Nanny Wants the Ability to Leave Without Hostility

opinion 1
No matter what we do for a career or where we work, there comes a time when our time is up. Our work environment rocks, and we don't picture ourselves leaving. However, all good things come to an end-even in the world of early childhood education, from the nanny and teacher's worlds. An understanding boss, wonderful families, and adorable children who hold our hearts with their smiles and laughter keep our feet planted firmly where they are, making it difficult to say goodbye to those we love. Whether one is a nanny or teacher in an early childhood classroom setting: the nanny family and co-workers, along with the children we care for, become family.

Here's my situation: I am a college student majoring in early childhood education, currently working at a childcare center where I have been for 3.5 years. Throughout the 3.5 years, I have seen children and families grow. I have seen my co-workers get engaged, married, give birth, and go through break-ups. We are a family, and if someone asked me in an interview why I don't like my job, I wouldn't be able to answer the question honestly, because I love my job and my co-workers. In addition to working at the center, I also nanny one day a week.

I feel like my time has come to an end at the center, and I am actively seeking new opportunities. MB gave me a compliment last week: "it feels so good to have someone I trust who can take care of A and really understand her". (A is a special needs child.) MB's sister adores me: she asked me to babysit for her in a few months for an event she and MB are taking part in with DB. I told MB that if she ever asked me to nanny for her part-time, I would do it in a heartbeat. MB is a SAHM actively involved in her children's lives, and we share some of the same interests. Overall, I think we have a good relationship. MB's sister and I are also on good terms: MB's sister has high energy kids, and the first time I babysat for MB's sister, her sister asked me jokingly if her kids scared me to the point that I wouldn't come back and babysit if asked. I started laughing, because MB's sister would ask something like that, based on her sense of humor, which is similar to mine. I feel blessed to have A, her siblings A and A, along with MB and DB, plus MB's sister and her family in my life.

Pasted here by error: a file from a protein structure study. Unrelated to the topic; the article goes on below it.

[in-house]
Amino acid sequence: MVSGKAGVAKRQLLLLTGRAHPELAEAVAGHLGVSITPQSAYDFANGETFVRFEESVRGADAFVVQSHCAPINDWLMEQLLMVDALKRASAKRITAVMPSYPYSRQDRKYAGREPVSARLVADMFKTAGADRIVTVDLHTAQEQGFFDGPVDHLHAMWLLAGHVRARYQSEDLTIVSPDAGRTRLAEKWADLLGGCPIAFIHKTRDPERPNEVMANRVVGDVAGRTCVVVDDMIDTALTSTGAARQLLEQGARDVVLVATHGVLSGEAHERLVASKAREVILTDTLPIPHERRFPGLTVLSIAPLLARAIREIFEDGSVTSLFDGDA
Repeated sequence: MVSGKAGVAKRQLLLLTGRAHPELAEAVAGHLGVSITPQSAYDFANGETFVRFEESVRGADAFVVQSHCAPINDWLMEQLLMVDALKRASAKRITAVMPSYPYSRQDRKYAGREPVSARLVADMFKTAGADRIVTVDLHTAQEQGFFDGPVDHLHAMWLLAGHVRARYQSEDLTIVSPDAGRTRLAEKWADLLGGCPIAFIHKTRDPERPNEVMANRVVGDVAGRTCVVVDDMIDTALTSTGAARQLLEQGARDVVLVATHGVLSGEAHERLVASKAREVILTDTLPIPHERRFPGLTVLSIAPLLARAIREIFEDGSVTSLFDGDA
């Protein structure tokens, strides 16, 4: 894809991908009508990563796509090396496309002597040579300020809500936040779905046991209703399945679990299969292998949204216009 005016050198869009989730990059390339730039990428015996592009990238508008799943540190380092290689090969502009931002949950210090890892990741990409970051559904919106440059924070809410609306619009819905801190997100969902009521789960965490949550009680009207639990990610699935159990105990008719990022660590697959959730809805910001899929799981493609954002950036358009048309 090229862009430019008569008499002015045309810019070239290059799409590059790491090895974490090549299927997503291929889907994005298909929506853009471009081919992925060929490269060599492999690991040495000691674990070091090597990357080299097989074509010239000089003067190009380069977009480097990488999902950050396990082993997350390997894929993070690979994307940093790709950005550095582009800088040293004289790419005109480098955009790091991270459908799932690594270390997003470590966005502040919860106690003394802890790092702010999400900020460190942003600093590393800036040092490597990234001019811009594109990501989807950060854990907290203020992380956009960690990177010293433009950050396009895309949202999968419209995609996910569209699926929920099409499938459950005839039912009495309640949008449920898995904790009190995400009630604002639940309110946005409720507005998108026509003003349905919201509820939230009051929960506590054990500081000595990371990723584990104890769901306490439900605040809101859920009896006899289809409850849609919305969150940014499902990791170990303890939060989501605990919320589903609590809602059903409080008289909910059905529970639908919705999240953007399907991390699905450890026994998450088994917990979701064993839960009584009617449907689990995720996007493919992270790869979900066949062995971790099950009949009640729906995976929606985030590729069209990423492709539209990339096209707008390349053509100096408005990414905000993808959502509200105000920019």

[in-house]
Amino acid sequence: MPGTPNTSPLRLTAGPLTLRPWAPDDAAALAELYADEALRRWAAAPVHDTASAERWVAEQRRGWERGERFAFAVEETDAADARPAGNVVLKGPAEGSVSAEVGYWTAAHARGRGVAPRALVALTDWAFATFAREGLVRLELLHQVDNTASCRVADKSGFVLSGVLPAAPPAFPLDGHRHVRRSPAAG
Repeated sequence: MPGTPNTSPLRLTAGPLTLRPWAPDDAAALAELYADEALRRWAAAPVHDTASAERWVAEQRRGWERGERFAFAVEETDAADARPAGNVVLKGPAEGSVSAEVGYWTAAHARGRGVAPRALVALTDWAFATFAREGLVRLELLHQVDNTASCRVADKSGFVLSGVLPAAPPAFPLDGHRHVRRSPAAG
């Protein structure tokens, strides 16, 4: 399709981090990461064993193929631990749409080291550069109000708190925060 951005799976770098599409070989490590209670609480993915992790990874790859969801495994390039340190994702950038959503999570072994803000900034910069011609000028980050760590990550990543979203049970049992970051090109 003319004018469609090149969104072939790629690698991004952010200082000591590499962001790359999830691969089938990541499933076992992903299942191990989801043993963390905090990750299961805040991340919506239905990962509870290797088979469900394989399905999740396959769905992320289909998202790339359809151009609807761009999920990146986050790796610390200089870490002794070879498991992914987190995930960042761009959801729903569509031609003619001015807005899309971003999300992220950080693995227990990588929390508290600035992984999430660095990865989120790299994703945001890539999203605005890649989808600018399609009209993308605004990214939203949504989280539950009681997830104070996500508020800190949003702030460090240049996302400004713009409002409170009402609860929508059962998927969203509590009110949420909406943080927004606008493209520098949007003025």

MB and I haven't discussed summer plans yet, in terms of whether I will be caring for A. Due to MB's sister having a large family and being a WAHM, I could see MB's sister needing potential help getting kids here and there during the summer. Here's the thing: MB's sister brings her daughter to my center for 4K, so she knows my boss. My reasons for leaving have nothing to do with my boss or co-workers. How would I bring up the subject of being available during the summer on a part-time basis to MB and her sister if they need more help without dropping the hint I am leaving the center? I would like to leave quietly, without hostility and a bad reference from my boss, as I need the reference. Any thoughts?


Bethany said...

if you want to leave the center, find a job and leave the center. If your boss and sister wanted you more hours or for the summer they would have said so believe me families aren't shy when it comes to snatching up a sitter even if she has a job.

workingMom said...

I don't understand why there has to be any hostility? You would be trading one business relationship for another. Period.

If the families make you a job offer and you want it, take it and give notice to your current employer. "dear center, it has been great working for the organization....I am moving on to other opportunities..sincerely nanny"

StrawberryShortKakes said...

If your relationship with the center is as good as you say it is (which I am not doubting) then I don't think there will be any hostility there. As long as you are clear that you aren't quitting because of an issue at work or an issue with a coworker etc, then I don't see why there would be a problem. Like you said, the time always comes for people to move on and do something else.

First, put in your resignation at the center. Get a letter of recommendation signed before you leave. Then, once you've done that, if you want to offer up your services to MB and her sister, go ahead but I would make it clear that you did not leave your job at the center to care for these children (because you don't even know if they need you). To me, it is clear to me that you want to leave your job regardless but it might become weird if MB and sister think you left to free up your time for them (again, they haven't told you they need you more). Bottom line, don't bank on them giving you more hours, that is an assumption and is never a good idea :)